NASA Satellites Find Upper Atmosphere Cooling and Contracting Due to Climate Change

Northern Hemisphere Noctilucent Cloud Season

These AIM images span June 6-June 18, 2021, when the Northern Hemisphere noctilucent cloud season was well underway. The colors — from dark blue to light blue and bright white — indicate the clouds’ albedo, which refers to the amount of light that a surface reflects compared to the total sunlight that falls upon it. Things that have a high albedo are bright and reflect a lot of light. Things that don’t reflect much light have a low albedo, and they are dark. Credit: NASA/HU/VT/CU-LASP/AIM/Joy Ng

Since the mesosphere is much thinner than the part of the atmosphere we live in, the impacts of increasing greenhouse gases, such as carbon dioxide, differ from the warming we experience at the surface. One researcher compared where we live, the troposphere, to a thick quilt.

“Down near Earth’s surface, the atmosphere is thick,” said James Russell, a study co-author and atmospheric scientist at Hampton University in Virginia. “Carbon dioxide traps heat just like a quilt traps your body heat and keeps you warm.” In the lower atmosphere, there are plenty of molecules in close proximity, and they easily trap and transfer Earth’s heat between each other, maintaining that quilt-like warmth.

That means little of Earth’s heat makes it to the higher, thinner mesosphere. There, molecules are few and far between. Since carbon dioxide also efficiently emits heat, any heat captured by carbon dioxide sooner escapes to space than it finds another molecule to absorb it. As a result, an increase in greenhouses gases like carbon dioxide means more heat is lost to space — and the upper atmosphere cools. When air cools, it contracts, the same way a balloon shrinks if you put it in the freezer.

This cooling and contracting didn’t come as a surprise. For years, “models have been showing this effect,” said Brentha Thurairajah, a Virginia Tech atmospheric scientist who contributed to the study. “It would have been weirder if our analysis of the data didn’t show this.”

While previous studies have observed this cooling, none have used a data record of this length or shown the upper atmosphere contracting. The researchers say these new results boost their confidence in our ability to model the upper atmosphere’s complicated changes.

The team analyzed how temperature and pressure changed over 29 years, using all three data sets, which covered the summer skies of the North and South Poles. They examined the stretch of sky 30 to 60 miles above the surface. At most altitudes, the mesosphere cooled as carbon dioxide increased. That effect meant the height of any given atmospheric pressure fell as the air cooled. In other words, the mesosphere was contracting.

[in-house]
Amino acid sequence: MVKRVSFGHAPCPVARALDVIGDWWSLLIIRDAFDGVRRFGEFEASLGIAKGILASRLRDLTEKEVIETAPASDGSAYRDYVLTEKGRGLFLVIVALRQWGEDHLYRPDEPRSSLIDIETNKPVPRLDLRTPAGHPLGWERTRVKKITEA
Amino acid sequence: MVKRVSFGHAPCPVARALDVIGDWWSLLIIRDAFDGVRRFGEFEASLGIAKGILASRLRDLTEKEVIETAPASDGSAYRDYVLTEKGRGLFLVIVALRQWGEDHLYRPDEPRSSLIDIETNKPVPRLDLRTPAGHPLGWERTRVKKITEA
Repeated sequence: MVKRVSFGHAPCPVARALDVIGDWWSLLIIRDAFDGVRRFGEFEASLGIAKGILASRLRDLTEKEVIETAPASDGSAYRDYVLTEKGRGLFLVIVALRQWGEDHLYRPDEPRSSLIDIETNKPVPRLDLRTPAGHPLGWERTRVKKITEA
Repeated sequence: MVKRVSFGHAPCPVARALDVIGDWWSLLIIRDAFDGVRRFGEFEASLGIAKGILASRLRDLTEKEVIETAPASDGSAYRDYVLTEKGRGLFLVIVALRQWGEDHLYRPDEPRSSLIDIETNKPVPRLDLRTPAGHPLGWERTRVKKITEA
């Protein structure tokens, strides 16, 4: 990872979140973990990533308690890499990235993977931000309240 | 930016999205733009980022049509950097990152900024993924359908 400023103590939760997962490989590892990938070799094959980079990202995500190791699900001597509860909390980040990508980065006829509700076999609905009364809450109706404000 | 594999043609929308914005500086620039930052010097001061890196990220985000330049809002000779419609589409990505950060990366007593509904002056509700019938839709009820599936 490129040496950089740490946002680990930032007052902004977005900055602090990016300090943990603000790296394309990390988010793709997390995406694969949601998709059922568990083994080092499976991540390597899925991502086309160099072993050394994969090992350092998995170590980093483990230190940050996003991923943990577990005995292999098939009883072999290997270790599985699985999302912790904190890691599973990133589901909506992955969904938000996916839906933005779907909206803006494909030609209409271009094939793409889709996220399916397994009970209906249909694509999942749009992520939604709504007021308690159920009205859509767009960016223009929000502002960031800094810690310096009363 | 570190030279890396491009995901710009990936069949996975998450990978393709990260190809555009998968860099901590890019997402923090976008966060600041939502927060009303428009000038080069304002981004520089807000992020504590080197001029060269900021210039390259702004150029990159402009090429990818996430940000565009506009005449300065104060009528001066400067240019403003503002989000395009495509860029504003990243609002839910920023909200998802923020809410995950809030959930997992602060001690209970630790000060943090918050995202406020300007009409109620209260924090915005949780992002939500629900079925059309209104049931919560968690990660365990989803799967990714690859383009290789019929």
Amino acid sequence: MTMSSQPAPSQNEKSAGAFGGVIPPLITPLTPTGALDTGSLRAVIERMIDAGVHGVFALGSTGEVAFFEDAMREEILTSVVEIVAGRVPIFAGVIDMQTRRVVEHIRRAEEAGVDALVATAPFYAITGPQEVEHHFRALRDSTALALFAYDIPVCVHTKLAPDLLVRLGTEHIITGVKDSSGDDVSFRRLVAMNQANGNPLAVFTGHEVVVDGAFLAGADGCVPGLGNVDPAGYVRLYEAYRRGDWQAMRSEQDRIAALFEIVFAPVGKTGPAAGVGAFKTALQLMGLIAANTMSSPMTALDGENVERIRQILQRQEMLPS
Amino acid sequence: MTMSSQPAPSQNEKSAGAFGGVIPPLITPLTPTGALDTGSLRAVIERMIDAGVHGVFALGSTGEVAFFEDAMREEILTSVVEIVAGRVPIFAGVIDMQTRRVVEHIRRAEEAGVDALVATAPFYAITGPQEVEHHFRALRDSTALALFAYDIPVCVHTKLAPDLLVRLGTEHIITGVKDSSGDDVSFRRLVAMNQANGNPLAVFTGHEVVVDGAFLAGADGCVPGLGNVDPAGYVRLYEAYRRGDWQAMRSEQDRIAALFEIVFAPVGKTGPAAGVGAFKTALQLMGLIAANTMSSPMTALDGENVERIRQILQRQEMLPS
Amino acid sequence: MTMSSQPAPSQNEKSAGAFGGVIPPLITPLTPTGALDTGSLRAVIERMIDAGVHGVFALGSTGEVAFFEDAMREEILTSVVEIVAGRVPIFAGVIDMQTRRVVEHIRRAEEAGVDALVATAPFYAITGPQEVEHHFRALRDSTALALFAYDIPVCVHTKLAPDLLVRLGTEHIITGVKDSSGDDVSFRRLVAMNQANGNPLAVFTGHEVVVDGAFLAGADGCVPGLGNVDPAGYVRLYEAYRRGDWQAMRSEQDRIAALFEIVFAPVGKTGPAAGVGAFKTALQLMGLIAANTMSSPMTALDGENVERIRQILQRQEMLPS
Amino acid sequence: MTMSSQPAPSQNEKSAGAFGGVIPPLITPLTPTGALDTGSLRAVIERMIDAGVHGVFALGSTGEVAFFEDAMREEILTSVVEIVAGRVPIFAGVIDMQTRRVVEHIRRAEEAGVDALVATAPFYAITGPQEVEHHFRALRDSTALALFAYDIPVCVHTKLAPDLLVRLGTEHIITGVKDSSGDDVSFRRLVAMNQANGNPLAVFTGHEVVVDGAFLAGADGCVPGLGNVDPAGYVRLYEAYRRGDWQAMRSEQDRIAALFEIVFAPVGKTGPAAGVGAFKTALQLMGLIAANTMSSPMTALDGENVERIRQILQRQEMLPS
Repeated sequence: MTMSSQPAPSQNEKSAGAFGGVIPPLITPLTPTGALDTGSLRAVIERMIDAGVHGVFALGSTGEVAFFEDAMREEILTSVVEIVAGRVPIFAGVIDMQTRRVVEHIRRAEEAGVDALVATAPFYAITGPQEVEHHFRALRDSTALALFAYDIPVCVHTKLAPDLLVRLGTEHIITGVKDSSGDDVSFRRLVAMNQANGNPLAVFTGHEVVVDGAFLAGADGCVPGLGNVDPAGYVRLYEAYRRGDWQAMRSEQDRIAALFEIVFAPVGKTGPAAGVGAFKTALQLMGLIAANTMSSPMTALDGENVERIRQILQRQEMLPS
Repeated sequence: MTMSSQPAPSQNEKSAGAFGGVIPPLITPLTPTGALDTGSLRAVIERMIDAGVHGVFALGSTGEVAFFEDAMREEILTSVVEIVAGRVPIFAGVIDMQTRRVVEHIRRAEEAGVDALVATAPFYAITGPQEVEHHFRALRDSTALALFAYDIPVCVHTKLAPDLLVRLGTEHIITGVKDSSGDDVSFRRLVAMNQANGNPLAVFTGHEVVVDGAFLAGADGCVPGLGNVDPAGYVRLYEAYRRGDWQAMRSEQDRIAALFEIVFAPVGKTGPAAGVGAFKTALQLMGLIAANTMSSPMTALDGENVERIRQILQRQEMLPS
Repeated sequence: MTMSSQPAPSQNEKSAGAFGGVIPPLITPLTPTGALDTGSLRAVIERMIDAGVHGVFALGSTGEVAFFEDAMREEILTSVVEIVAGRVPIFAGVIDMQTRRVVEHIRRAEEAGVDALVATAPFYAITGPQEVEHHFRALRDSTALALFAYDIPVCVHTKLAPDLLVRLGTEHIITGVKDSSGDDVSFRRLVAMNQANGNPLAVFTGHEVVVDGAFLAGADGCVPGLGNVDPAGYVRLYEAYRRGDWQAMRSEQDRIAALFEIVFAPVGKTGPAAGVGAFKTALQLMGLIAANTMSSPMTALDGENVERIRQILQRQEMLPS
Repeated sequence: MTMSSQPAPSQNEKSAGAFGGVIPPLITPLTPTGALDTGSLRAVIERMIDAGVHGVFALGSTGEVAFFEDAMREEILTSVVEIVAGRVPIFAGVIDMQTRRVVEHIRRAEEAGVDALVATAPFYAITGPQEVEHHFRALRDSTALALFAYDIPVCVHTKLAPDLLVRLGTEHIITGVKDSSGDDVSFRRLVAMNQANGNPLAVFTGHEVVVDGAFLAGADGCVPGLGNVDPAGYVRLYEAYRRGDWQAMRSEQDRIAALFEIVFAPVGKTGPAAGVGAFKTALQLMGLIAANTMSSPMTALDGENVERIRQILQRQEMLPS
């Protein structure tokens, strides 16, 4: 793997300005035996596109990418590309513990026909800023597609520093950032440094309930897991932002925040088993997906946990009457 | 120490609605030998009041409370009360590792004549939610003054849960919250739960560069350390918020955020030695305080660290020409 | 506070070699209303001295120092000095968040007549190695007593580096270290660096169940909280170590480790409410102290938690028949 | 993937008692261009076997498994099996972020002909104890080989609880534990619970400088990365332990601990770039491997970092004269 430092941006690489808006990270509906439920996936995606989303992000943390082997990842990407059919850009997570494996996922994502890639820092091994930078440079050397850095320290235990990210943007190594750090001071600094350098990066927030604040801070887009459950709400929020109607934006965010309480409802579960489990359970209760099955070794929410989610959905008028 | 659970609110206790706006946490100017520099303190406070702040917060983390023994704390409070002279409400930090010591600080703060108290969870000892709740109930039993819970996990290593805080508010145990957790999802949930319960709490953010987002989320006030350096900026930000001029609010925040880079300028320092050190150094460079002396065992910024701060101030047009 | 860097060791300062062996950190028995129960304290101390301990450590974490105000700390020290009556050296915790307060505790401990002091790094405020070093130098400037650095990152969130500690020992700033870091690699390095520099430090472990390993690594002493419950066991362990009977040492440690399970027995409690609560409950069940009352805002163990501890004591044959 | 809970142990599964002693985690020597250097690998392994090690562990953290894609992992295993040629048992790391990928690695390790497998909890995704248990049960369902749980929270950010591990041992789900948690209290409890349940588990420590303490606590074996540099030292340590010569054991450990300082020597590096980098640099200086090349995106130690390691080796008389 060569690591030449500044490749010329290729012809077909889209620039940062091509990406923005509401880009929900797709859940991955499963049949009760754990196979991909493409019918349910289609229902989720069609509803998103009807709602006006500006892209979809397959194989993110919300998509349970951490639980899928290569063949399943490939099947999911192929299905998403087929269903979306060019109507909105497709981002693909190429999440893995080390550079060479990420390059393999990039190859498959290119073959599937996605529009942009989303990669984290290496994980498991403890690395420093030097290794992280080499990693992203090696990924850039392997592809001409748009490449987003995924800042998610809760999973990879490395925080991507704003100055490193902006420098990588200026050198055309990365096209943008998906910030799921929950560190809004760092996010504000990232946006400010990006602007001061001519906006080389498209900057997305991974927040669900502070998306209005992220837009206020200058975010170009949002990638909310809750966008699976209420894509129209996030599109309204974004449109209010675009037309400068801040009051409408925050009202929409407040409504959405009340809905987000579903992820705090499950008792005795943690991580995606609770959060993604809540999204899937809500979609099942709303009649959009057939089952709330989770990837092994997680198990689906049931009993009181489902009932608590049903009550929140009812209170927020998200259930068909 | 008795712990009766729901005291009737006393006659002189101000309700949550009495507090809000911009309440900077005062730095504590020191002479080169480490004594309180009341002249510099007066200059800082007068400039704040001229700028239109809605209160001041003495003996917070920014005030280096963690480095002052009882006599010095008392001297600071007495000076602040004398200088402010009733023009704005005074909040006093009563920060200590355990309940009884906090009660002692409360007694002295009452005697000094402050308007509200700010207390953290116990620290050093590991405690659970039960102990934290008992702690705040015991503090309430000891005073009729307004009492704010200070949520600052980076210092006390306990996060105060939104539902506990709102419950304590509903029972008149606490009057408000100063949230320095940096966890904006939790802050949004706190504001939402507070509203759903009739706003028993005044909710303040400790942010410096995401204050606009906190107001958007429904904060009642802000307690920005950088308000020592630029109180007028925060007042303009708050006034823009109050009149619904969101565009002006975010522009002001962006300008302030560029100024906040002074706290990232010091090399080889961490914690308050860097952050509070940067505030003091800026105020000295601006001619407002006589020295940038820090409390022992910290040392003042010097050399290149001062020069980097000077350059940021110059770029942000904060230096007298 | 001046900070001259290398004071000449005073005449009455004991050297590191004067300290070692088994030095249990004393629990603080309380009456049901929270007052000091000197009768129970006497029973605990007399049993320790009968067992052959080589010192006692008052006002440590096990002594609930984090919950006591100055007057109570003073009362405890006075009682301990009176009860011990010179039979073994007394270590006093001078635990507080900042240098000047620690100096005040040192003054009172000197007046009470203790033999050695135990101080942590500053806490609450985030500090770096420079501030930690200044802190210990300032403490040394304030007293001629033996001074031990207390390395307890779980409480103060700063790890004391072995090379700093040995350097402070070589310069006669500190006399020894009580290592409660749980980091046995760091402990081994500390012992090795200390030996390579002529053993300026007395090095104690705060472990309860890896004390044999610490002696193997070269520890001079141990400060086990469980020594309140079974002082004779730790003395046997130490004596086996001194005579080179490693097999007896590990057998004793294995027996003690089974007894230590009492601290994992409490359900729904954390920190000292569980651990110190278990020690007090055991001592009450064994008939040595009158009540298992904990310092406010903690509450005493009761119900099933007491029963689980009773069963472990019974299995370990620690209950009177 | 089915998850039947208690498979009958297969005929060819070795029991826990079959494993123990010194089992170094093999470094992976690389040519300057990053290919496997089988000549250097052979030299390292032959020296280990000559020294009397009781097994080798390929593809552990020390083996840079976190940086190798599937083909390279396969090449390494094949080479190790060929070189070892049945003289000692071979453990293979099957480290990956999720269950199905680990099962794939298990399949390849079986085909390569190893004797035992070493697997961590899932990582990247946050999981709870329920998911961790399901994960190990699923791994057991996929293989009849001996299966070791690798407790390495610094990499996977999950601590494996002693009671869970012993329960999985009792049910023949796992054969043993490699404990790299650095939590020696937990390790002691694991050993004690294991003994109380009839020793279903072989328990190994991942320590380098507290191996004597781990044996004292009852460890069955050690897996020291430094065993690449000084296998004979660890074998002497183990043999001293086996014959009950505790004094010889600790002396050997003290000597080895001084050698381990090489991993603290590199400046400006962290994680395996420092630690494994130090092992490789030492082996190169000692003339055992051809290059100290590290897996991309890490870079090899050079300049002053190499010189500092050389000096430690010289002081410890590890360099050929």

Earth’s Middle Atmosphere

Though what happens in the mesosphere does not directly impact humans, the region is an important one. The upper boundary of the mesosphere, about 50 miles above Earth, is where the coolest atmospheric temperatures are found. It’s also where the neutral atmosphere begins transitioning to the tenuous, electrically charged gases of the ionosphere.

Even higher up, 150 miles above the surface, atmospheric gases cause satellite drag, the friction that tugs satellites out of orbit. Satellite drag also helps clear space junk. When the mesosphere contracts, the rest of the upper atmosphere above sinks with it. As the atmosphere contracts, satellite drag may wane — interfering less with operating satellites, but also leaving more space junk in low-Earth orbit.

Upper Atmosphere Infographic

This infographic outlines the layers of Earth’s atmosphere. Click to explore in full size. Credit: NASA

The mesosphere is also known for its brilliant blue ice clouds. They’re called noctilucent or polar mesospheric clouds, so named because they live in the mesosphere and tend to huddle around the North and South Poles. The clouds form in summer, when the mesosphere has all three ingredients to produce the clouds: water vapor, very cold temperatures, and dust from meteors that burn up in this part of the atmosphere. Noctilucent clouds were spotted over northern Canada on May 20, kicking off the start of the Northern Hemisphere’s noctilucent cloud season.

Because the clouds are sensitive to temperature and water vapor, they’re a useful signal of change in the mesosphere. “We understand the physics of these clouds,” Bailey said. In recent decades, the clouds have drawn scientists’ attention because they’re behaving oddly. They’re getting brighter, drifting farther from the poles, and appearing earlier than usual. And, there seem to be more of them than in years past.

“The only way you would expect them to change this way is if the temperature is getting colder and water vapor is increasing,” Russell said. Colder temperatures and abundant water vapor are both linked with climate change in the upper atmosphere.

Currently, Russell serves as principal investigator for AIM, short for Aeronomy of Ice in the Mesosphere, the newest satellite of the three that contributed data to the study. Russell has served as a leader on all three NASA missions: AIM, the instrument SABER on TIMED (Thermosphere, Ionosphere, Mesosphere Energetics and Dynamics), and the instrument HALOE on the since-retired UARS (Upper Atmospherics Research Satellite).